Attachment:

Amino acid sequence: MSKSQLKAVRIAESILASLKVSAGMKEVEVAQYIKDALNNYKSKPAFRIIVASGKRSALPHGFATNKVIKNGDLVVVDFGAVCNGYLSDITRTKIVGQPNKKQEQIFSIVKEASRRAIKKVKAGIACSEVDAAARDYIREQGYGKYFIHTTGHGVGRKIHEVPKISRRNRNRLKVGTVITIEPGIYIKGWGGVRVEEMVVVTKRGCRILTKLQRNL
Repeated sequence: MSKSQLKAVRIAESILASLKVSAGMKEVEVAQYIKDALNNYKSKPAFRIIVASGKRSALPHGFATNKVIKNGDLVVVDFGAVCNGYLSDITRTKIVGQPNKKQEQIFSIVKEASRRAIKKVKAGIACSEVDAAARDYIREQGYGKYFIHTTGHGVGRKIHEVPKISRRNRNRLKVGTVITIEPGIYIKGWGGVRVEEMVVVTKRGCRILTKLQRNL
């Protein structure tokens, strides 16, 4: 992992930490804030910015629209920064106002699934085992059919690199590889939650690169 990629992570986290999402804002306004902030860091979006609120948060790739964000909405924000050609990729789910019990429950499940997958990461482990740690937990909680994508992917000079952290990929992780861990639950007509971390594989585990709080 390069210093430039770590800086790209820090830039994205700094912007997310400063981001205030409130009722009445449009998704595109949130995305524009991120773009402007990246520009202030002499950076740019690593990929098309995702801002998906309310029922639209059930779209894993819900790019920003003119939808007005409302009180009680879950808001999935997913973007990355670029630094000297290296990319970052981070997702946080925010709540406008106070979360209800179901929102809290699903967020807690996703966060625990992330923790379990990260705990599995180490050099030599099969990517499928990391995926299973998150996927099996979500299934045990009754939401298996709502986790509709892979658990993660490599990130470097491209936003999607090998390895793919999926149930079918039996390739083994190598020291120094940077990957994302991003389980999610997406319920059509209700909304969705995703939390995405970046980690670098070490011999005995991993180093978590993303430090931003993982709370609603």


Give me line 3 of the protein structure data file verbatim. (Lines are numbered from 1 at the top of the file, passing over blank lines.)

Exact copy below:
């Protein structure tokens, strides 16, 4: 992992930490804030910015629209920064106002699934085992059919690199590889939650690169 990629992570986290999402804002306004902030860091979006609120948060790739964000909405924000050609990729789910019990429950499940997958990461482990740690937990909680994508992917000079952290990929992780861990639950007509971390594989585990709080 390069210093430039770590800086790209820090830039994205700094912007997310400063981001205030409130009722009445449009998704595109949130995305524009991120773009402007990246520009202030002499950076740019690593990929098309995702801002998906309310029922639209059930779209894993819900790019920003003119939808007005409302009180009680879950808001999935997913973007990355670029630094000297290296990319970052981070997702946080925010709540406008106070979360209800179901929102809290699903967020807690996703966060625990992330923790379990990260705990599995180490050099030599099969990517499928990391995926299973998150996927099996979500299934045990009754939401298996709502986790509709892979658990993660490599990130470097491209936003999607090998390895793919999926149930079918039996390739083994190598020291120094940077990957994302991003389980999610997406319920059509209700909304969705995703939390995405970046980690670098070490011999005995991993180093978590993303430090931003993982709370609603």